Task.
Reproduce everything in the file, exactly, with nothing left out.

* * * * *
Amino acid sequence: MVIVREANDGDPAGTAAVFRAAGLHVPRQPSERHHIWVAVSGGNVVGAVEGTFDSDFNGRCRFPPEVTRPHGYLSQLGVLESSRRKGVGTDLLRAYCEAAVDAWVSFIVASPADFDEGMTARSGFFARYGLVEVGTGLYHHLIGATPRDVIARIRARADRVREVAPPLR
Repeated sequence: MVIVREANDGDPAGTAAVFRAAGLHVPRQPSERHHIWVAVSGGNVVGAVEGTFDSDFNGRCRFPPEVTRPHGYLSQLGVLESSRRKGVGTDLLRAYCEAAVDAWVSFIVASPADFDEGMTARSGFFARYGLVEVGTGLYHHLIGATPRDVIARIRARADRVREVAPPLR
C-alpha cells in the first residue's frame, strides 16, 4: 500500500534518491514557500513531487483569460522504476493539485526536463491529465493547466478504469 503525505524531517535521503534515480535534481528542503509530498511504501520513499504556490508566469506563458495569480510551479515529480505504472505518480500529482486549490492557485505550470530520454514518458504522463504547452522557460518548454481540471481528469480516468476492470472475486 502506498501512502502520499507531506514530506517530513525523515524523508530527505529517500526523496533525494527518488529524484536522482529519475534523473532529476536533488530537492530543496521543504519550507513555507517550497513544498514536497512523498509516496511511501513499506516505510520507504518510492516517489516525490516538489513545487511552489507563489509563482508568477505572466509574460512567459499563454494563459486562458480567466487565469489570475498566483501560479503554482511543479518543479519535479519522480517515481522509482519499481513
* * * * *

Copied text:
Amino acid sequence: MVIVREANDGDPAGTAAVFRAAGLHVPRQPSERHHIWVAVSGGNVVGAVEGTFDSDFNGRCRFPPEVTRPHGYLSQLGVLESSRRKGVGTDLLRAYCEAAVDAWVSFIVASPADFDEGMTARSGFFARYGLVEVGTGLYHHLIGATPRDVIARIRARADRVREVAPPLR
Repeated sequence: MVIVREANDGDPAGTAAVFRAAGLHVPRQPSERHHIWVAVSGGNVVGAVEGTFDSDFNGRCRFPPEVTRPHGYLSQLGVLESSRRKGVGTDLLRAYCEAAVDAWVSFIVASPADFDEGMTARSGFFARYGLVEVGTGLYHHLIGATPRDVIARIRARADRVREVAPPLR
C-alpha cells in the first residue's frame, strides 16, 4: 500500500534518491514557500513531487483569460522504476493539485526536463491529465493547466478504469 503525505524531517535521503534515480535534481528542503509530498511504501520513499504556490508566469506563458495569480510551479515529480505504472505518480500529482486549490492557485505550470530520454514518458504522463504547452522557460518548454481540471481528469480516468476492470472475486 502506498501512502502520499507531506514530506517530513525523515524523508530527505529517500526523496533525494527518488529524484536522482529519475534523473532529476536533488530537492530543496521543504519550507513555507517550497513544498514536497512523498509516496511511501513499506516505510520507504518510492516517489516525490516538489513545487511552489507563489509563482508568477505572466509574460512567459499563454494563459486562458480567466487565469489570475498566483501560479503554482511543479518543479519535479519522480517515481522509482519499481513